# The Many Uses of Morning Work

Do you use morning work in your classroom? I love morning work. It really helps students to stay focused as everyone else files into the classroom. I also like to use them as bell work, in case math isn’t the first class of the day. It helps students to stay focused between different subjects.

I’m using my morning work pages with my children as exit tickets to use their electronic devices this summer. It keeps them focused and prevents the summer slide for math. I know lots of parents worry about reading in the summer, but sometimes they forget to reinforce math. I understand, there are so many things we as parents have to worry about. That is why I like these pages, you can half them to save on paper and also just to save on implementation. It’s just enough math to help your children review the skills.

I also like the ‘too easy’ ‘too hard’ or ‘just right’ on the bottom because then you can see how your children or students feel about that particular math concept. My daughter had fun coloring the black and white graphics when she was done too!

These morning work printables have a great format that will enable your students to work on them by themselves. This will help you free up time for last minute lesson prep. They also work well for homework. Low stress for your kids’ parents too!

I love these input/output problems. My daughter didn’t realize that each one was different based on multiplication, division, etc. So it was nice to see her solve for the correct answer.

I mentioned earlier that I used these as exit tickets in the summer, but you can use these as exit tickets during the school year too! The half-sized pages are just long enough to push your students to achieve a little bit more work before they go to recess or get to do another activity.

And hey, sometimes pups have to get into the action of morning work, especially in the summer!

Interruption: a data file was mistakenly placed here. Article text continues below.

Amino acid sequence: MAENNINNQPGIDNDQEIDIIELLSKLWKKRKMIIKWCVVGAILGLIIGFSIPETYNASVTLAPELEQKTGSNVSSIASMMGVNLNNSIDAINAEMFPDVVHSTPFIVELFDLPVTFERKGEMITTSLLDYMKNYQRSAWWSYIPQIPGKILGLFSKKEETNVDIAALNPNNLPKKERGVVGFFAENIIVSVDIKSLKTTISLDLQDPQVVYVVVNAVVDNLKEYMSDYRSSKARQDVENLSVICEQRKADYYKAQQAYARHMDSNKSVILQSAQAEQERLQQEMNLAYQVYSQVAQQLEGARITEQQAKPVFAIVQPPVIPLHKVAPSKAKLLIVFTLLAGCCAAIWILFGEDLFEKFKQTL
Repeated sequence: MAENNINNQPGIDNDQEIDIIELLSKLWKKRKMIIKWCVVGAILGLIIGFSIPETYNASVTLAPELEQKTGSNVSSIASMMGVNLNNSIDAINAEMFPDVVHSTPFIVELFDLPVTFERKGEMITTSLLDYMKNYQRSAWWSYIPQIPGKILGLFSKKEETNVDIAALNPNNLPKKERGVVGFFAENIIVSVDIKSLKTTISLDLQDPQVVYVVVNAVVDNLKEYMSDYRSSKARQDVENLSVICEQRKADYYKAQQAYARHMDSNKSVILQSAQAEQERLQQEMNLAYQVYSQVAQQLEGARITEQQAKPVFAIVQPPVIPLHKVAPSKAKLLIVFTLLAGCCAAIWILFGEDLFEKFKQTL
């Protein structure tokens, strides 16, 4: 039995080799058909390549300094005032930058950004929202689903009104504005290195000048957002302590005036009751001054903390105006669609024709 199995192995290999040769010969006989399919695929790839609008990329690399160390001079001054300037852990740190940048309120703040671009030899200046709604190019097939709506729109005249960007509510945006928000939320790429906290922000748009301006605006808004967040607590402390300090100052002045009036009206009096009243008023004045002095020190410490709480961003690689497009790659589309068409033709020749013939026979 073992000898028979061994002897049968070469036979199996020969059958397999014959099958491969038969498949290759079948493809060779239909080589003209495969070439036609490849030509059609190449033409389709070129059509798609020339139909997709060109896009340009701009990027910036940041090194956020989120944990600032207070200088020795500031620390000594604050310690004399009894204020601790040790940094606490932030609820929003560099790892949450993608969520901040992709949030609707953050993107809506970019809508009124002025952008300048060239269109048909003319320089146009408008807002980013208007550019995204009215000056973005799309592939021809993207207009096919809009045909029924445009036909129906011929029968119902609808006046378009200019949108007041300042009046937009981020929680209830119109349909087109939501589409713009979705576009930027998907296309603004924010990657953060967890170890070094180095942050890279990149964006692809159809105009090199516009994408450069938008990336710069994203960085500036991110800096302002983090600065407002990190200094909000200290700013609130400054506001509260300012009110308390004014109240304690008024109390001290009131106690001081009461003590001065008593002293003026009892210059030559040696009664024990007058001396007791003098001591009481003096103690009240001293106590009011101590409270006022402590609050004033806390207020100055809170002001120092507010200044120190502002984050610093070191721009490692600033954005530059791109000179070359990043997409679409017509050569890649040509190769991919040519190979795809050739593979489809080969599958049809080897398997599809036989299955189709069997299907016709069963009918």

To check out my morning work packets click on the following links:

# Division Drawing: Bugs

Here’s a free downloadable worksheet that you can use in your home or classroom to teach division to your children or students. For each division problem, have your students solve the problem posed, and then use the answer they’ve come up with to draw the remaining parts necessary to complete the picture of the insect, arachnid or arthropod (you can even use this exercise as an opportunity to teach kids the difference between the different types of bugs).

The division problems in this exercise are not terribly difficult; you can use this exercise when first teaching second grade students how to divide numbers, or as a quick and fun activity for your third grade students to complete, possibly as a refresher of division at the beginning of third grade mathematics or at another point during the school term.

### Teaching division to kids

When teaching division, you can have kids “count their way” to the answer they’re trying to reach. Here’s how:

1. Introduce the division problem to your child; for example, what is 15 ÷ 3?
2. Have your child count the first five numbers: “1, 2, 3, 4, 5”. When they’re done, have them hold up one finger.
3. Next, have your child count the next five numbers: “6, 7, 8, 9, 10”, and then have them hold up a second finger.
4. Count the final five numbers: “11, 12, 13, 14, 15”. Have your child hold up a third finger. Your child has now counted to 15.
5. You’ve reached your target number of 15. Now you can have your child count the number of fingers he or she is holding up: 3.
6. Explain to your child that they’ve counted three sets of the number 5 to reach 15; therefore, 15 ÷ 3 = 5.

This method can be used to solve all of the problems on this worksheet save for the last one; the last problem (with the centipede) will require a child’s re-starting the counting of fingers and remembering that he or she has already counted to 10, or perhaps beginning to count numbers on their toes!